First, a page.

11. Ecological Civilization. Validation therapy is part of a larger hope, namely that we can develop cultures of respect and empathy in which the very old are understood, not as recipients of pity, but as fellow travelers in the journey of life. We speak of this culture of respect and empathy as an ecological civilization. Such a civilization consists of local communities that are creative, compassionate, participatory, ecologically wise, humane to animals, and spiritually satisfying -- with no one left behind. Validation therapy is a way of making sure that very old people who are disoriented are among the many beloved persons who are not left behind.
12. Young and Old. Process theology proposes that lives are enriched through felt connections with other people, including people who are different from each other. In a culture that is youth-preoccupied, older people are sometimes shunned or placed in settings where they are denied their dignity and agency, as if they are no longer worthy of life or worthy of being claimed as beloved members of a community. But process theology invites us to recognize that felt connections among young and old can be of great benefit to both. Young people need old people in order to be whole, and old people need young people, too. In the making of whole persons, young and old need to be together.
13. The Extended Extended Family. In process theology as in many spiritual traditions around the world, the notion of family is extended beyond biological kinship. We are to be sisters and brothers to others even if we are not related by blood or legal adoption. This extension of "extended family" is not only an obligation, it is an opportunity. Our horizons of life's inter-being widen and we become aware of connections which transcend biology. In relational gerontology, nursing assistants and physicians, friends and clergy all become family to the person with Alzheimer-liked symptoms -- and sometimes the non-biological family are closer to the person than the biological family. Thus we realize that extended families are themselves a process of becoming, with changing relationships in changing circumstances.
14. Mentor-for-the-Occasion. A person who loses recognition of her biological kin still needs and deserves family, and she provides an opportunity for all to realize that family is more than biology. But of course she may not be aware of them as "family." His or her life is moment-by-moment and filled with forgetfulness. Nevertheless, she can function as a sage, a mentor, in that she opens up possibilities for widened consciousness. In particular, in their very caring for him or her, their own consciousness is widened and their overwhelming focus on "normal" consciousness as normative can be relativized in a healthy way. They can realize that there are many ways of being in the world, that wisdom is not reducible to "cognition" as understood by conventional society, and that family is more than biology. The person with dementia becomes a mentor-for-the-occasion, with a ministry of her own.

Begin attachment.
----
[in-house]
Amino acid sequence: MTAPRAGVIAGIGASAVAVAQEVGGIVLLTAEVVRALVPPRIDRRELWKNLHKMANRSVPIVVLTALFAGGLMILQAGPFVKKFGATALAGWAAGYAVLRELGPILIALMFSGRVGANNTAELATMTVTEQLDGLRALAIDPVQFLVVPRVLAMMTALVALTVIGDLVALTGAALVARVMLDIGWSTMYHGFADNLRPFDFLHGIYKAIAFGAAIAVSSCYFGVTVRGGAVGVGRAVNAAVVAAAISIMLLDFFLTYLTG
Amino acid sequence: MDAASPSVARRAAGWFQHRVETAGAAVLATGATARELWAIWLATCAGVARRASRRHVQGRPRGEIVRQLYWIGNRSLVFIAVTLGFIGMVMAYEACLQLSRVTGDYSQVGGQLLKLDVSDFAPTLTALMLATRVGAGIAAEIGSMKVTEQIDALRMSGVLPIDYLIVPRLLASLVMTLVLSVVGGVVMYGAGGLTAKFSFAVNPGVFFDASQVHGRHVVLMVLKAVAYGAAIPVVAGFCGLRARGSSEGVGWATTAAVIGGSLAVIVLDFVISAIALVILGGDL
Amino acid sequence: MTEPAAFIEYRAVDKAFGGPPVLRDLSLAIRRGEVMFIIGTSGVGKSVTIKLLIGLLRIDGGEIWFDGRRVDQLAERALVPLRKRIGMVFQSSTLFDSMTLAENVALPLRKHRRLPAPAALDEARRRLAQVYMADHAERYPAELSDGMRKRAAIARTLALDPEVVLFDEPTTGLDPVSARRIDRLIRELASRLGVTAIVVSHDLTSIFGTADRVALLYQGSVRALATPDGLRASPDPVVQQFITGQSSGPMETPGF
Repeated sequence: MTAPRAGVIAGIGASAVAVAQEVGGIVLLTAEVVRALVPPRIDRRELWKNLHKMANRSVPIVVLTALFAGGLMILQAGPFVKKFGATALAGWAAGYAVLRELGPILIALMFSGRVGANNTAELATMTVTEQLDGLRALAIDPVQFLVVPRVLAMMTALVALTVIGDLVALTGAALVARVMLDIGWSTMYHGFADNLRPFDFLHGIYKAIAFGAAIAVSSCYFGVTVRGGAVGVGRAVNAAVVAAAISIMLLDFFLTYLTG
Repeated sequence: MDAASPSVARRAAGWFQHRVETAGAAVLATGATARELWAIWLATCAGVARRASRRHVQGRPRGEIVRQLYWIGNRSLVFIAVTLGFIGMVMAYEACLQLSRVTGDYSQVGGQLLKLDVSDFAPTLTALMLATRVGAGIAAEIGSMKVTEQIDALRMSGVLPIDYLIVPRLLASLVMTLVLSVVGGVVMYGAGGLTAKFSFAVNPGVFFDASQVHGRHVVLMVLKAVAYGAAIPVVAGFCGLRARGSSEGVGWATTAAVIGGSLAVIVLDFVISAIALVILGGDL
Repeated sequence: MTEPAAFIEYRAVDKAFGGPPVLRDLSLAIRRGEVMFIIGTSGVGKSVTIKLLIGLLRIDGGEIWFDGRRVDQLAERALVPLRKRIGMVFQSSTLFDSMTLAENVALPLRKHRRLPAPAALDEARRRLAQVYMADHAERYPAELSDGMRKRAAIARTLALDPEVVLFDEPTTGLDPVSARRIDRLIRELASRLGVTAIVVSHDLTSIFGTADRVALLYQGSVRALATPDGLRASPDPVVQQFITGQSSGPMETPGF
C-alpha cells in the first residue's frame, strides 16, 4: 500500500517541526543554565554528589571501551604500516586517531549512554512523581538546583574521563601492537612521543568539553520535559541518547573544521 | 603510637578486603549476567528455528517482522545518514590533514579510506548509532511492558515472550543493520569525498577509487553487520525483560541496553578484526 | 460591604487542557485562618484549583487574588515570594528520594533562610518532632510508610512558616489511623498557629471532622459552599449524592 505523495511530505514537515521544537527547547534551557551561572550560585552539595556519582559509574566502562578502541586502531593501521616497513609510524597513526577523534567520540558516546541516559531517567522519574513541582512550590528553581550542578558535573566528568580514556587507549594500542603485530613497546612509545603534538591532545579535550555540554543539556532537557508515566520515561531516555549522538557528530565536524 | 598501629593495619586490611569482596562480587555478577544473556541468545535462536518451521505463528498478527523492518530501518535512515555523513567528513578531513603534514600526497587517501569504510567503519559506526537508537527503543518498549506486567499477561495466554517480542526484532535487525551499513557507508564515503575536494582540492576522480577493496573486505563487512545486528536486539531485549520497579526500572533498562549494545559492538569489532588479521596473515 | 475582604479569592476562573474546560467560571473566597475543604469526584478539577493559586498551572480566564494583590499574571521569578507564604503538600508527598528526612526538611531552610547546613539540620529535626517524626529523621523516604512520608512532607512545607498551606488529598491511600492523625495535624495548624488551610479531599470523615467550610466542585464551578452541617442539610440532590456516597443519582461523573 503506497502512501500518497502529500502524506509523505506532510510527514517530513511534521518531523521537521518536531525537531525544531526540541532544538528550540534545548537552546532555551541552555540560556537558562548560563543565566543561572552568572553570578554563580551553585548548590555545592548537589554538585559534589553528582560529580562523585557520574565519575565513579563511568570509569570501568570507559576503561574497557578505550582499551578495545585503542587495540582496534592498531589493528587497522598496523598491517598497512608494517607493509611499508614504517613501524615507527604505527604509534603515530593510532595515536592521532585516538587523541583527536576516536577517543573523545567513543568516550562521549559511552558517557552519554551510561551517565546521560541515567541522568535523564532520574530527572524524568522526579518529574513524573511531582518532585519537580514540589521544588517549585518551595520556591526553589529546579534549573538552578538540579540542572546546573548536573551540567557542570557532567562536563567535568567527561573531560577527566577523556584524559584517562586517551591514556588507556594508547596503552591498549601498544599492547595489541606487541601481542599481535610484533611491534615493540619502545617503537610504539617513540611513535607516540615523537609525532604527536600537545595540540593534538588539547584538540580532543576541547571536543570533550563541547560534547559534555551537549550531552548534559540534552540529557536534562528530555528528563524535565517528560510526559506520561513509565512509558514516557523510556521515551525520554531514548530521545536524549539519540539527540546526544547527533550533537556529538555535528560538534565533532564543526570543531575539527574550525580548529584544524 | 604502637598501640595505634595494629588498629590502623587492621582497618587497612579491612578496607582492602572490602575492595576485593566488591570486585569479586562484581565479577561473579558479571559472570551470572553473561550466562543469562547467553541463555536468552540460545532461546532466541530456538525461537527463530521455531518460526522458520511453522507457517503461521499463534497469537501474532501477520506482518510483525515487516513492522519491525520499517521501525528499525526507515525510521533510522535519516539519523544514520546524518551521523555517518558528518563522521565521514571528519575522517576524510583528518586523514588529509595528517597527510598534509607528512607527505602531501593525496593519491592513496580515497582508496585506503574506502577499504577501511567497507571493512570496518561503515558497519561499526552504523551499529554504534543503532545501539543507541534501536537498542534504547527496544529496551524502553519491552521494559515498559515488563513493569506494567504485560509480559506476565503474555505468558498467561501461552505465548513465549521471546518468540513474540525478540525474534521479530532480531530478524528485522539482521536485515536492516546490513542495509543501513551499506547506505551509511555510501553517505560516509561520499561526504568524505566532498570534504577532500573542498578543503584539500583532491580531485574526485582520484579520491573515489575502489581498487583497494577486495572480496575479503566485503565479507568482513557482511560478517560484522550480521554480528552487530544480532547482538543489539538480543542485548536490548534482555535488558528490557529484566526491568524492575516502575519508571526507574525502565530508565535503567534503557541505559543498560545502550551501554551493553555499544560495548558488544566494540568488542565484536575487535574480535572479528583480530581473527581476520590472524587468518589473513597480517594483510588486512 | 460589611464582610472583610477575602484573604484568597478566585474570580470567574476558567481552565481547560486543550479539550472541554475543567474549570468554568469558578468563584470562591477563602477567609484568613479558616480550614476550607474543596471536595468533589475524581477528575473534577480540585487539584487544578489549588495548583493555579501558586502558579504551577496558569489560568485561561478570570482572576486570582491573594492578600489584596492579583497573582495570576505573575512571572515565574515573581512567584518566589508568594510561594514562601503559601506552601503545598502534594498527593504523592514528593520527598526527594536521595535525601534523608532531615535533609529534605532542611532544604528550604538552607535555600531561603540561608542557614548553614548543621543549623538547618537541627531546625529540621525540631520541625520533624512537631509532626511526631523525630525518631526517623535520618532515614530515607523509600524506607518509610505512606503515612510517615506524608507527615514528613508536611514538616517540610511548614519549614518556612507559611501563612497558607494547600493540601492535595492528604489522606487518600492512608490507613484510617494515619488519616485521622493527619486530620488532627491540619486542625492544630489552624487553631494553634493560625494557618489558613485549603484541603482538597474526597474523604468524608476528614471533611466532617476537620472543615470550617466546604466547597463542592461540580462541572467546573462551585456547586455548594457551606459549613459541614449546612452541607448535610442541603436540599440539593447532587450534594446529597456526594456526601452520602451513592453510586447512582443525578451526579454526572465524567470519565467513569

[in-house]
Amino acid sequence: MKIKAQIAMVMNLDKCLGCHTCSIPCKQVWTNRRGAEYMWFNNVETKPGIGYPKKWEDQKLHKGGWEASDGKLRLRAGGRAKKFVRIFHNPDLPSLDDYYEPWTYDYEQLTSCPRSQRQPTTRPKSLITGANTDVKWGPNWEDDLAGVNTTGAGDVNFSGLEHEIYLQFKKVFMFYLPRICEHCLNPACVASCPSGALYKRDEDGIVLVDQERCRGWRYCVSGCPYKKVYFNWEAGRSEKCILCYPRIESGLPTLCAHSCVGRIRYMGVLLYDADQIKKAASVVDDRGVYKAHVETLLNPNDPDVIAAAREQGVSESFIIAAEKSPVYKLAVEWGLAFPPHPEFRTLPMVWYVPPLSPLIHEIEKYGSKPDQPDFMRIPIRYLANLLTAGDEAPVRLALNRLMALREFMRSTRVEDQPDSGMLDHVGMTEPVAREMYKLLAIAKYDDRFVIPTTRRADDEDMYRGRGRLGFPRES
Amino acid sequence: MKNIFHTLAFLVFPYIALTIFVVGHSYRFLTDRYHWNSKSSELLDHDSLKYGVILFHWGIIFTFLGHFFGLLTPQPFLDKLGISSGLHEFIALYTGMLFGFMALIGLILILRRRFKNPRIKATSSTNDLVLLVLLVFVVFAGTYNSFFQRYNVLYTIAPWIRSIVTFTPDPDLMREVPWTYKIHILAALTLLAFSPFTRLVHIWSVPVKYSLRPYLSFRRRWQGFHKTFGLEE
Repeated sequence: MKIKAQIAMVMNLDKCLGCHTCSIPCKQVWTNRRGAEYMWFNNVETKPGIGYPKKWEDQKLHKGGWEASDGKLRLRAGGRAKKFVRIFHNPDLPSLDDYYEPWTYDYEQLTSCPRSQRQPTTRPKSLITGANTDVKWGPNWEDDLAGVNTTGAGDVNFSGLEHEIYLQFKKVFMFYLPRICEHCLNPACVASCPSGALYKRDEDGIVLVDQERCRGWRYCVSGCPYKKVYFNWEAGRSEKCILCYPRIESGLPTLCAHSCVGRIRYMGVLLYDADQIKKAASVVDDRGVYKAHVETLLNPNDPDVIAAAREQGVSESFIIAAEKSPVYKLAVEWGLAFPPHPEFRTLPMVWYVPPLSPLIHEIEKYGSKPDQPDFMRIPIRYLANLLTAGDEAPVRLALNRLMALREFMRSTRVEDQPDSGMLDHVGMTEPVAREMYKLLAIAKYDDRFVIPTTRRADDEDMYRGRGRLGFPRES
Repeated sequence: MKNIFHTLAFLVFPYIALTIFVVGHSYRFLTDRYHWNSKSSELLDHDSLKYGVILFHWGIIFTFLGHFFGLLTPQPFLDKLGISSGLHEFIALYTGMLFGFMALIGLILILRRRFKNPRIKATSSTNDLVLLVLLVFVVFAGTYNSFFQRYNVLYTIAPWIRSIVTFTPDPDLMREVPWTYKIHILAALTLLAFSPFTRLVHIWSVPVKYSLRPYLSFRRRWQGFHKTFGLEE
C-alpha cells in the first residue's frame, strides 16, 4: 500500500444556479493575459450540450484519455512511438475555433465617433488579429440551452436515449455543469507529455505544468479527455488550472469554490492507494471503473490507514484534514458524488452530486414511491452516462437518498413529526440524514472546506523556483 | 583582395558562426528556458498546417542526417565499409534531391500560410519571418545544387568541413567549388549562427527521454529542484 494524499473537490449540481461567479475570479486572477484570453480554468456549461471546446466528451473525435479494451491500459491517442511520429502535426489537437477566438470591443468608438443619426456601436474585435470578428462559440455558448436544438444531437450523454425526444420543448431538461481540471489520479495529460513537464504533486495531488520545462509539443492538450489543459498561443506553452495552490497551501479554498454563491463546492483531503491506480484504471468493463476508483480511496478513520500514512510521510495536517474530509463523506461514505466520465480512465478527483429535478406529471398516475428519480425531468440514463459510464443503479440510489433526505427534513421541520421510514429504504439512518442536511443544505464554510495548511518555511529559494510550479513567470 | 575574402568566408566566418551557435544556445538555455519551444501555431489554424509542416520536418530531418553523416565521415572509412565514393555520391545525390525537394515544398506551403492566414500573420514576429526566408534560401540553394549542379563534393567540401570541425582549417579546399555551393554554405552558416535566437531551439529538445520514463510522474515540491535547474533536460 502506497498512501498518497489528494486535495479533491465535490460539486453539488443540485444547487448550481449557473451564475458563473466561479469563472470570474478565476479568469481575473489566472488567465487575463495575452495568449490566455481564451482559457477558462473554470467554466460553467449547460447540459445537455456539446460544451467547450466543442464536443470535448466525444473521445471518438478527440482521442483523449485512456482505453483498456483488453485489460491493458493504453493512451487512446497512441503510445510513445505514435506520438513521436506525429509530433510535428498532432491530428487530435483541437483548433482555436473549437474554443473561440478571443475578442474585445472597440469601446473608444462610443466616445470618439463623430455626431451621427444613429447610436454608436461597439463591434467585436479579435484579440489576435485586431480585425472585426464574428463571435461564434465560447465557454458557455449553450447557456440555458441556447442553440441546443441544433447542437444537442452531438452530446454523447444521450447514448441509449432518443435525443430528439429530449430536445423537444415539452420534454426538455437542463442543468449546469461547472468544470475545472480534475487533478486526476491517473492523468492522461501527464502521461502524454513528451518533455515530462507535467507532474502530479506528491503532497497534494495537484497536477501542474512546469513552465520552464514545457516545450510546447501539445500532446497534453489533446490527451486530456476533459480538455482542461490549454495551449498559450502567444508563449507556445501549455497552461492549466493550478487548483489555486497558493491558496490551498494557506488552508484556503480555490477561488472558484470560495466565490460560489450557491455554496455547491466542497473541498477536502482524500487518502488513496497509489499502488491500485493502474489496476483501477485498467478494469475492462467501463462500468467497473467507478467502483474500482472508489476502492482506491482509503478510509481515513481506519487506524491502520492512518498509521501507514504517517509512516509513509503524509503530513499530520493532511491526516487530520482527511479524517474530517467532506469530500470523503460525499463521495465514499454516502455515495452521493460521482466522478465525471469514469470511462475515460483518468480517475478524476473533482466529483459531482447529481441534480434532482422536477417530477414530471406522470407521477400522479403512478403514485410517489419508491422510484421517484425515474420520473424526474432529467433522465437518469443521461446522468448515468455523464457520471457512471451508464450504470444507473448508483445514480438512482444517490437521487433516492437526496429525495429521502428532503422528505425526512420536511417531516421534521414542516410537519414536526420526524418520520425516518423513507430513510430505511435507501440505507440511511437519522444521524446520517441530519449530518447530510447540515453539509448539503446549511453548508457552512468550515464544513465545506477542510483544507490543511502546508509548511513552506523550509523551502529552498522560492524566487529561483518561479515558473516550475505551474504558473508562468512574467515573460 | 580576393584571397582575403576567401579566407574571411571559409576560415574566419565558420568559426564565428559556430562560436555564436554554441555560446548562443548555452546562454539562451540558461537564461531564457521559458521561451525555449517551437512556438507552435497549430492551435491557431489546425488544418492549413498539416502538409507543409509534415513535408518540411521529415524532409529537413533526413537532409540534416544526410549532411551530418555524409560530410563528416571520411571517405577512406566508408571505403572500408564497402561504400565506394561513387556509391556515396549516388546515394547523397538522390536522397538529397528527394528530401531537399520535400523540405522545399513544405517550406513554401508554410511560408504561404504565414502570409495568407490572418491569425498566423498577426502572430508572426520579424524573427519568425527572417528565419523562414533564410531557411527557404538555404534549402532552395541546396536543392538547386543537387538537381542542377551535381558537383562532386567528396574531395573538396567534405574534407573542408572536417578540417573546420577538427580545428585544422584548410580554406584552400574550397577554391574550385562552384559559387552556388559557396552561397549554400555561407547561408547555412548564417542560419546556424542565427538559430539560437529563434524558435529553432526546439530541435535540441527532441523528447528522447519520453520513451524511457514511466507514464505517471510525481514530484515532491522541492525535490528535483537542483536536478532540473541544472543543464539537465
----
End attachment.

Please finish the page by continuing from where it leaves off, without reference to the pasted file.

15. Improvisation. From a process perspective, the universe itself is an ongoing act of improvisation: that is, of improvising fresh responses to given situations. Sometimes these responses build upon the habits of the past, but sometimes they must find "third ways" beyond existing binaries of "this way" or "that way." Caring for a friend with Alzheimer-like symptoms is an ongoing process of seeking, and sometimes finding, third ways. Often the seeking and finding is collaborative. A group of people come up with new solutions together, and the person with Alzheimer-like symptoms likewise plays a role in the improvisation. It is a theatre art.
-- Jay McDaniel
When I don’t eat my dinner or drink my tea
it may be because I’ve forgotten how to.
Show me what to do, remind me.
It may be that I just need to hold my knife and fork
I may know what to do then.
When I push you away
while you’re trying to help me wash or get dressed,
maybe it’s because I have forgotten what you have said.
Keep telling me what you are doing
over and over and over.
Maybe others will think
you’re the one that needs the help!
With all my thoughts and maybes,
perhaps it will be you
who reaches my thoughts,
understands my fears,
and will make me feel safe.
Maybe it will be you
who I need to thank.
If only I knew how.
An Extended Family of Caregivers
Let it be emphasized at the outset that those who care for old people with Alzheimer-like symptoms need to take care of themselves, too, and they need to receive the care of others. It takes a village to care for very old people with Alzheimer-like symptoms, and the village needs to be a multi-faceted and flexible extended family which includes relatives and friends, nursing assistants and physicians, clergy and society. This village can also include music and art, pleasant surroundings, and animals and plants. The village is an eco-village, as is the global village itself. It requires not only people who care and the beauty of an environment, but also a healthy climate:a culture of care.